MOMENT, Benzoned, and Vaster Landscapes: Ratanakiri Poems is my new online publication. It includes three books of poems. Please email gregbem at gmail dot com if you have any recommendations, comments, edits, questions, etc.
You can also view this publication on Slideshare below (though resolution is not optimal and internal links do not work):
Further reading: Nine Nights in Cambodia
I don’t usually take pictures of the poor. I think the famous ones you see in magazines are enough as it is. Also, after you live in a place for long enough, you take for granted the more grotesque realities that surround you that you are not directly working with.
This is a picture of a worker, a garbage collector, taking a lunch hour rest near Koh Pich, otherwise known as Diamond Island, in Phnom Penh. This type of scene isn’t only related to the lowest-paid workers in the city. You often see tuk tuk drivers sleeping in their tuk tuks or on a hammock connected to the environment.
One thing I do think about a lot is the lack of park space in the city. I am used to go the parks in the USA where the public, poor and rich alike, go to enjoy themselves. Rittenhouse Square comes to mind, in Philly. Cal Anderson in Seattle too. I wish Phnom Penh had more parks, and maybe someday it will.
Our final day before the day-long trip back to Phnom Penh (which won’t be covered on this blog) saw us visiting the Kalai village roughly 1 hour outside of Banlung. It’s both (apparently) a commune and an indigenous group. We did not exactly learn much about the village as “tourism” is frequent but not formalized. Our guide, who we met milling rice before the trek, carried a machete and a bottle of tea the entire time, and occasionally pointed out objects of interest. The jungle, though not as awe-inspiring as my time in Malaysia, was still extremely enjoyable, and really hot (just wait until the last group photo, where you see my entire shirt soaked through). First, the obligatory cute animal picture from Tree Top:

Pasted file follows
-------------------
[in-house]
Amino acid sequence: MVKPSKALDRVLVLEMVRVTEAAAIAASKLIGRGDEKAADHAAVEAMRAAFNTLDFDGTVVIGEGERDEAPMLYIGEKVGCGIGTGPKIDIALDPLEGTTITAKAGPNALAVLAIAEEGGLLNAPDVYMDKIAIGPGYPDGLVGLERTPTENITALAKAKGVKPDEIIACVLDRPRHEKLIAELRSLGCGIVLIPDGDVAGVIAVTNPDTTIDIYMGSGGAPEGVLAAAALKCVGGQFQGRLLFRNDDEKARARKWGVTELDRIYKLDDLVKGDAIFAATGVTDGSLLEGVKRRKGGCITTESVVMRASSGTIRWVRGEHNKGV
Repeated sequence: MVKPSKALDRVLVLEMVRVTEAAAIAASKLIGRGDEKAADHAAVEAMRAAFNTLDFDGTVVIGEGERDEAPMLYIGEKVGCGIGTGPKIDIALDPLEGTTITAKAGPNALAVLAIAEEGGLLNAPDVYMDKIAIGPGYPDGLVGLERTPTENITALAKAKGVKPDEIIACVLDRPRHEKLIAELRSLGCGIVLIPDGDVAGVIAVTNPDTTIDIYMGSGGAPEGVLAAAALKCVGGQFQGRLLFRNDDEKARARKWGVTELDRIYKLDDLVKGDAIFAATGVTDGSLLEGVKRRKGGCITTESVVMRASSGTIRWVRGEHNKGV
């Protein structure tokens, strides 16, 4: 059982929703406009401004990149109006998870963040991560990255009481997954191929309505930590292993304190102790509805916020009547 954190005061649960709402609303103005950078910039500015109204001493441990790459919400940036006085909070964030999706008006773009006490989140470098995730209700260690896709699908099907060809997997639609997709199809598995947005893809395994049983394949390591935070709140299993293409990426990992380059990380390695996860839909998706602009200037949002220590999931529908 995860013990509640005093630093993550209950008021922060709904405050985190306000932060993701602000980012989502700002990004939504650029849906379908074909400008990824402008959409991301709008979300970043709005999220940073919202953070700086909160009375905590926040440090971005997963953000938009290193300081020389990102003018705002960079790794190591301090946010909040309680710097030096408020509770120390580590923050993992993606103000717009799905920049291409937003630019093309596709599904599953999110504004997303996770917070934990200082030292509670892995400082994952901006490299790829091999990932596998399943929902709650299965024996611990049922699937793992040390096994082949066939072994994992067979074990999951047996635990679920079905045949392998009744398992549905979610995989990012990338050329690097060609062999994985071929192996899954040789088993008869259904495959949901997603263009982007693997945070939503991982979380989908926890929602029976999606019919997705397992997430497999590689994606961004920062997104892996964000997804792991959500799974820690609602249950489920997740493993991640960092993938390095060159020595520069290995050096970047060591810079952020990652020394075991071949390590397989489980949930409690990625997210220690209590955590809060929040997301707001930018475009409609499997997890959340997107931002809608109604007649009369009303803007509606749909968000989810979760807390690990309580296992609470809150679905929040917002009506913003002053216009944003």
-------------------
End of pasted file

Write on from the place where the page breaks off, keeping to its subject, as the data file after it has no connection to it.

Warning: this post is long. We hired the tuk tuk driver for the day and explored a lot of the area’s offerings. Ratanakiri is a strange place with many strange things, and a quiet tourist culture very similar to Battambang. Before any crazy adventure, however, we needed to check out breakfast.
If you want to visit a region that’s unlike anywhere else in Cambodia, visit Ratanakiri. I imagine it’s what most of Laos looks like, though I haven’t been and I don’t really know. In a way, it reminds me of a little bit of northern Thailand, but with the dust and dirt Cambodia’s known for. We chose Ratanakiri not only because it’s hilly and supposedly cold (which we confirmed) as it’s a higher elevation than the rest of the country, but also because it is home to most of the indigenous groups and ethnic minorities in the country, and it’s also one of the most vulnerable locations for deforestation and rubber plantations in the country.